Gilgamesh and Beowulf commit their efforts and determination to pursue their quests where Gilgamesh pursues eternal life and the other seeks fame and honor. Both Gilgamesh and Beowulf are brave and committed to achieving their quests. However, they were irrational in their decisions and actions to achieve their quests (Georgianna 834). They pursued self-glory and fame without the consideration of their people's interests. The two share several similarities in their means of achieving their quests and desires.
Gilgamesh is remembered for his loyalty and dedication in his quest for fame. When his close friend, Enkidu, dies, he puts many efforts to bring his friend to life. He mourns the death of Enkidu through exchanging his garments for animal skins. The memory of his close friend makes him go out and look for a solution to death. He is driven by the quest for eternal life from Utanpshitim, who was given eternal life by the gods during the great flood. His journey is very emotional because he encounters things such as animal pelts and trees that remind him of Enkidu, making him mourn and cry throughout the journey (Wolff 15). The main characters defined in the two epics had many traits that have graced many stories in literature. Despite their many similarities, these characters had a significant difference. Strength, courage, and supernatural powers enabled them to conquer many battles against creatures with tremendous power. Their major difference is the manner in which they used these powers. Beowulf used these powers to protect his people, while Gilgamesh used his power to protect his ego and to make a name for himself. The battle that Beowulf fought was crucial because he fought them for the sake of the people. Beowulf required exemplary courage and zeal. The battle that Gilgamesh fought was unnecessary because he fought them for fame and pride (Georgianna 842).
Similarly, Beowulf is loyal and dedicated in his actions. After ripping the hand of the monster, he pursues it to ensure that it is dead. Later when the monster’s mother poses a threat to the Danes, Beowulf is determined to defeat her and keep his people safe. A few warriors escort him to the lake where the deadly monster lives and he swims into the lake to fight her. He uses a giant sword to slash her neck and kills her. Beowulf sets out at an old age to fight a fierce dragon to protect his people and does not fear to die. He succeeds to kill the dragon to ensure that his people are secure. These traits reveal Beowulf as a dedicated and loyal. However, besides the Beowulf’s deeds he fails to be termed as a hero (Georgianna 831).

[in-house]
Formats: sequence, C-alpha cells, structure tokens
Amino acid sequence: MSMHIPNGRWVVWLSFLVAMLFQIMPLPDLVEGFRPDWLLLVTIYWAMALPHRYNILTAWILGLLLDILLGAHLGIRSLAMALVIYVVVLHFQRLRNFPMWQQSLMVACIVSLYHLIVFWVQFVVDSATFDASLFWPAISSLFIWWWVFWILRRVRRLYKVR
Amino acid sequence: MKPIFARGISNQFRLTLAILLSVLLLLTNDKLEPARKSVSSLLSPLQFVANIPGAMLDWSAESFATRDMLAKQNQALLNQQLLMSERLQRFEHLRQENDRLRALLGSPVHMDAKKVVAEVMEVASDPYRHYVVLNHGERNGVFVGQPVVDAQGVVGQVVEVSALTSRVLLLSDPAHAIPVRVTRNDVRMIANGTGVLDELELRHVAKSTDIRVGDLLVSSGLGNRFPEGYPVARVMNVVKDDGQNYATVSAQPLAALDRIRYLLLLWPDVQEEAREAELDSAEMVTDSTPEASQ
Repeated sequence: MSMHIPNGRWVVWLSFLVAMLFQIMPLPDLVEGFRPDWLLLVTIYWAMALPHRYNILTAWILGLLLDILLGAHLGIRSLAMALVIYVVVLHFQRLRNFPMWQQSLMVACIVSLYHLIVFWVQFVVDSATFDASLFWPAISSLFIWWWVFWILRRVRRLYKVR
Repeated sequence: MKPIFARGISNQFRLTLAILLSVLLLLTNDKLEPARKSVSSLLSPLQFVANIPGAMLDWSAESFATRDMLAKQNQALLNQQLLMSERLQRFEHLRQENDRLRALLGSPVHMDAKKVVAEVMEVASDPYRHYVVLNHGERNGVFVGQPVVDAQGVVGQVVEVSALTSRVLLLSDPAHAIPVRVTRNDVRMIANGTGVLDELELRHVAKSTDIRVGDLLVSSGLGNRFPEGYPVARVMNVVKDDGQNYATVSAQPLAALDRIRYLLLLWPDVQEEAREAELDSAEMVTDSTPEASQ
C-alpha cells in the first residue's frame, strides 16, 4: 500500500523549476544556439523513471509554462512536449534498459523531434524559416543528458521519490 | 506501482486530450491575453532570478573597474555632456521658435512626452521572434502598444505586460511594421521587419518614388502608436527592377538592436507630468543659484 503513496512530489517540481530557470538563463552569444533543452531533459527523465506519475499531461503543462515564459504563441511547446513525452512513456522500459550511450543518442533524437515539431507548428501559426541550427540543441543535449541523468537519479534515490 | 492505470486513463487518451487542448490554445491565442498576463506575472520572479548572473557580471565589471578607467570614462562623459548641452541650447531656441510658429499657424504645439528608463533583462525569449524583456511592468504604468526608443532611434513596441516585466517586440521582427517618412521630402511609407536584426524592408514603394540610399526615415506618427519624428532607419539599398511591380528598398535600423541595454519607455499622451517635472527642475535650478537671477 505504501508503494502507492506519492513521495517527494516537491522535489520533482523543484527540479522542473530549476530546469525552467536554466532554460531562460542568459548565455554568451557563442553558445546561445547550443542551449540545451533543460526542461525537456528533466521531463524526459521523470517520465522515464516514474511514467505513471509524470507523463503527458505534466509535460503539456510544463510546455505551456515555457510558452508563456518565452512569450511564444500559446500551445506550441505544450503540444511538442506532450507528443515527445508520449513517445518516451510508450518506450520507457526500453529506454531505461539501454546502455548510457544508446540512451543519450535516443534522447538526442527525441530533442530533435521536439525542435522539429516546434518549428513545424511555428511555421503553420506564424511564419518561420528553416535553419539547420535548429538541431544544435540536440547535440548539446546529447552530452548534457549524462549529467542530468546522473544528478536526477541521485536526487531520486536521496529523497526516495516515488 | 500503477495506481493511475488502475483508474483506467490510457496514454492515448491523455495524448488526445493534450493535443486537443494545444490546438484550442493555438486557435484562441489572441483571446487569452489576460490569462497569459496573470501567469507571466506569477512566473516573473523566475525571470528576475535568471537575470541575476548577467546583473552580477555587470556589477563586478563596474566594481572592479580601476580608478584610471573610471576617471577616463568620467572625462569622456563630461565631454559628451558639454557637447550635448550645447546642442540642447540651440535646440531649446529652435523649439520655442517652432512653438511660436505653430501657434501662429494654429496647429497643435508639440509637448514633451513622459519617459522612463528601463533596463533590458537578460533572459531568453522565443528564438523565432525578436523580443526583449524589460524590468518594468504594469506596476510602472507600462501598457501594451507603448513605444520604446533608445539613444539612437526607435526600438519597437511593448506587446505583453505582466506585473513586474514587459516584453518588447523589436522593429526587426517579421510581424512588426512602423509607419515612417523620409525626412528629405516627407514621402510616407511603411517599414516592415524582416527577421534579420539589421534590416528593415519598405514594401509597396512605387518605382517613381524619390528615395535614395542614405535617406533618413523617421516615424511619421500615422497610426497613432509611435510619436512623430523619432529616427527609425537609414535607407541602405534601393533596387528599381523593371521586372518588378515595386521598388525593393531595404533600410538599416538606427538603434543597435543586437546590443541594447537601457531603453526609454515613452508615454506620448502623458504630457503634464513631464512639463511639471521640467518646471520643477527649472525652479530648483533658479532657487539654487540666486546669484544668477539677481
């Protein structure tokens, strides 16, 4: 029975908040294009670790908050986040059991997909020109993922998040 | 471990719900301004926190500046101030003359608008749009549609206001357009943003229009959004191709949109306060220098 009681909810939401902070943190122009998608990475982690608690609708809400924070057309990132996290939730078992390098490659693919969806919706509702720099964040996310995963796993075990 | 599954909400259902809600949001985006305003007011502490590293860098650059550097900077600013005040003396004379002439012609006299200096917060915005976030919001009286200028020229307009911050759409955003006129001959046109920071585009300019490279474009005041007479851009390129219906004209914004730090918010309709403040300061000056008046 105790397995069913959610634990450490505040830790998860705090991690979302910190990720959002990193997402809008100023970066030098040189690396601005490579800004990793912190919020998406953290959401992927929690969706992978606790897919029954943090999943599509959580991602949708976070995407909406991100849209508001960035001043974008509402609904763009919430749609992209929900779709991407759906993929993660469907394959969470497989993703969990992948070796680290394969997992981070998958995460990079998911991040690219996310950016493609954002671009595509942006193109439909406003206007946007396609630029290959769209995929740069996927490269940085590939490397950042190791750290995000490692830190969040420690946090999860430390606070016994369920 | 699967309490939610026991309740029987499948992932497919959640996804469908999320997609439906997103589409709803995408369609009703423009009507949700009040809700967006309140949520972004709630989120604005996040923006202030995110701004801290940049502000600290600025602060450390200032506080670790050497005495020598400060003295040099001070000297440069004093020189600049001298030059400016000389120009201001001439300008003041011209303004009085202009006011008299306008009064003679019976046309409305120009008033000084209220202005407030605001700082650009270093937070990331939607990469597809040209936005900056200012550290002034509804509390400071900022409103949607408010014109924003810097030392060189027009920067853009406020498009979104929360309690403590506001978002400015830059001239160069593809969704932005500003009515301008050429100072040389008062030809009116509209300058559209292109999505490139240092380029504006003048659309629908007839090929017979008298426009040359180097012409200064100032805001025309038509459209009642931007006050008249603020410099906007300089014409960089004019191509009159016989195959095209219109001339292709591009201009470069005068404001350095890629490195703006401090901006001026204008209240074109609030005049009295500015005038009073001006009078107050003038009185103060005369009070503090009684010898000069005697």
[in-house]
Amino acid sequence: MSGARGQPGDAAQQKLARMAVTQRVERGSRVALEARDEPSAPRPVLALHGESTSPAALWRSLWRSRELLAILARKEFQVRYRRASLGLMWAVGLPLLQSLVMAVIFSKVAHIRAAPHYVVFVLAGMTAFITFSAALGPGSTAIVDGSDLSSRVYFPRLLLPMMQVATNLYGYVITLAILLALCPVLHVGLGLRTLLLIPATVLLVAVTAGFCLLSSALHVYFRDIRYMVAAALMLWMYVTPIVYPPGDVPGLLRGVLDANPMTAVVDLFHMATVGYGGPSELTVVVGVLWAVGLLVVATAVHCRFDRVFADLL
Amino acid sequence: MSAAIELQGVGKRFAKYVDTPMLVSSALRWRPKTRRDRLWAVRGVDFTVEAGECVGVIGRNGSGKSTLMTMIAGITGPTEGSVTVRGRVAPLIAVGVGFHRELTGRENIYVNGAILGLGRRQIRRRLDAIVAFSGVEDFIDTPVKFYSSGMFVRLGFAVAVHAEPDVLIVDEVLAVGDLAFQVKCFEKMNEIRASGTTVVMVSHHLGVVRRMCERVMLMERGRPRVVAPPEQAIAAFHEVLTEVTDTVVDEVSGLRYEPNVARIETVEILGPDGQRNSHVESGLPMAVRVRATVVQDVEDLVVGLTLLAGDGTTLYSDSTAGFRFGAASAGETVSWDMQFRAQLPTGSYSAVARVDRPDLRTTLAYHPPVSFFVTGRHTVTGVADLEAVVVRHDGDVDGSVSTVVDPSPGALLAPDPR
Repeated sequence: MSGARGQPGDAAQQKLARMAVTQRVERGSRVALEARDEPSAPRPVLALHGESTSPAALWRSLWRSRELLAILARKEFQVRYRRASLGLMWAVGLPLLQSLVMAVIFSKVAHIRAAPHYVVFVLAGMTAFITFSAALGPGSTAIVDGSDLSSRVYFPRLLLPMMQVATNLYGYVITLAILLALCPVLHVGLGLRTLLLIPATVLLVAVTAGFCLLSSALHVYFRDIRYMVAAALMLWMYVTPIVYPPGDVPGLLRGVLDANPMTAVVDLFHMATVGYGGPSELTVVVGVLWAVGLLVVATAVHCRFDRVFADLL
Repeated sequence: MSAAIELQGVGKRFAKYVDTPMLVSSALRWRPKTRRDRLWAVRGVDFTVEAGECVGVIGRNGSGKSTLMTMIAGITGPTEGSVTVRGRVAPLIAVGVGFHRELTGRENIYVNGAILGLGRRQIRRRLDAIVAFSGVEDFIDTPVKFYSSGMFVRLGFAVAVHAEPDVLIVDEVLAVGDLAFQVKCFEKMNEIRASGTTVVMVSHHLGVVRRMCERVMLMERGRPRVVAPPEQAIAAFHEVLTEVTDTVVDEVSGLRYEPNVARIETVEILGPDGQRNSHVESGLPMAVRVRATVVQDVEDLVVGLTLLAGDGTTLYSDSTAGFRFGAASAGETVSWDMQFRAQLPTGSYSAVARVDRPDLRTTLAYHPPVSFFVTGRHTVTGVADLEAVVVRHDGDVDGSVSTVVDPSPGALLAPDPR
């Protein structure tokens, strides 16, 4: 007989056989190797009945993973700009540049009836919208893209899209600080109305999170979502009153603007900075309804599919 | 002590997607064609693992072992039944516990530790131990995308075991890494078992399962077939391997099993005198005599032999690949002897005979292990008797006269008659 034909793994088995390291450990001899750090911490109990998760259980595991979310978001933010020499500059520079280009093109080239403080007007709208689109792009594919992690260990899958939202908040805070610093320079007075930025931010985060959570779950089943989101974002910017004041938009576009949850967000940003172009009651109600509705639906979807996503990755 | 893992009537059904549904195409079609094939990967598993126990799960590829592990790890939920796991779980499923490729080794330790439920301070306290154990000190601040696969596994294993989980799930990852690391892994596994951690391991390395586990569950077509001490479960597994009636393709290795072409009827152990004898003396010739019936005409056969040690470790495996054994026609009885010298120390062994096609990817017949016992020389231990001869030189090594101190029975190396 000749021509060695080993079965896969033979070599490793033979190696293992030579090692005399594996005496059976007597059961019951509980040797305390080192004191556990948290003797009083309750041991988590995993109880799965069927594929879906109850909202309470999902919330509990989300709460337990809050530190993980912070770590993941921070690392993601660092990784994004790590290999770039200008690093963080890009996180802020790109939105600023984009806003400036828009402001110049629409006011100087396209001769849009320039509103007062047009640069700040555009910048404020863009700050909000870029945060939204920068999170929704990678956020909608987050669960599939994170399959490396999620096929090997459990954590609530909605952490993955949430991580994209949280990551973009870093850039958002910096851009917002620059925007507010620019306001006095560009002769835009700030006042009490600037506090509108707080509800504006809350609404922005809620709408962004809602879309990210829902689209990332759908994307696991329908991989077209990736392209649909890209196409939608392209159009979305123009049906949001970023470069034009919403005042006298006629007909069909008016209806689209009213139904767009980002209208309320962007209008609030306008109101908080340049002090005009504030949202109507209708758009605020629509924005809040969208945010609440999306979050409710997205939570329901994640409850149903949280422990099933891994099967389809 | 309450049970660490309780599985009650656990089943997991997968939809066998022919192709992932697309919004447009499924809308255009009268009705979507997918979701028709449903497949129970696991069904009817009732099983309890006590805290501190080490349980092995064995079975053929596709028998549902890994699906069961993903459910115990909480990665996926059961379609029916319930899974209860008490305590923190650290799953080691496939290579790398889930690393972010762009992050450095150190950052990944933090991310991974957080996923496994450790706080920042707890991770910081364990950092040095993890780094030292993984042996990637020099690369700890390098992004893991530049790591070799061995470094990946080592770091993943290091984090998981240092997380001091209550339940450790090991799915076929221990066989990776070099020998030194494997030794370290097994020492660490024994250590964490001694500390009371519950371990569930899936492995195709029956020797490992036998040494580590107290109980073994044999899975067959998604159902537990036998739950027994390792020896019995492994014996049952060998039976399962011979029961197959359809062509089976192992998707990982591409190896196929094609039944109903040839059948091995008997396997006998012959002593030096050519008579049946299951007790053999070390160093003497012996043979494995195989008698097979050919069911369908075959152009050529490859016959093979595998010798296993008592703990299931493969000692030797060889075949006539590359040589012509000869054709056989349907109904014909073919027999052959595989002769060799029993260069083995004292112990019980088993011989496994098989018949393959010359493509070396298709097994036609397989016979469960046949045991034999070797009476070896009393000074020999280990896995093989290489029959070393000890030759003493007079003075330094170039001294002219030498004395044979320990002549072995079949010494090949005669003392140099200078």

Although Gilgamesh is strong and brave, he fears death. After the death of his closest friend, Ekidu, Gilgamesh is worried about his death. He sets out to look for a way of achieving eternal life from Utnapishtim, a person living beyond the mountains awarded with eternal life by the gods. When Utnapishtim tells Gilgamesh it is not possible for him to be given eternal life, he insists, which shows his fear for death despite being convinced that he cannot avoid death. In contrast, Beowulf is not afraid of death. He always outlined his death wishes before going on a battle and asked his wealth to be divided between the people in case he encountered death. His lack of fear for death is evident when he fights the dragon that was disturbing his people (Scheub 61). Beowulf had requested to be buried in the barrow that overlooked the sea. A hero should capacitate heroic positive deeds. Gilgamesh’s fear of death disapproves him as a hero.
Despite the fact that Gilgamesh is not a hero he proves his loyalty to the community. Gilgamesh also possessed great strength that was not comparable to any man. He fought battles that people considered impossible to win. His courage was overwhelming because of his believe in conquering everything. First, Gilgamesh killed Humbaba, a fierce evil monster living in a cedar forest. The imagery of both Gilgamesh and Beowulf are not intimidated by the presence of monsters because they want to be termed as heroes. However, the bravery of Gilgamesh and Beowulf represents the cultural values and beliefs of the ancient times where leaders were supposed to be brave and fearless (Gramlich 59). Although the body of Gilgamesh represents one third human and two thirds gods, Gilgamesh still wants to be termed as a hero by his society. Beowulf had realized the dangers of his life, however, had no fear. His courage made him travel a far distance to face the forces of the enemy of the Danes. Regardless of how hard, dangerous, and severe the battle was, all that Beowulf wanted was safety for his people. The actions of Beowulf show the care and commitment that he had for his people. No one has ever dared to enter the cedar forest in fear of the evil monster that was believed to possess unmatched strength. Gilgamesh later killed the Bull of Heaven sent by the goddess Ishtar to kill him. In a quest for eternal life, Gilgamesh is attacked by a pack of lions, but manages to kill many of them and others flee in fear. The stunning strength and courage of Gilgamesh is comparable to that of Beowulf.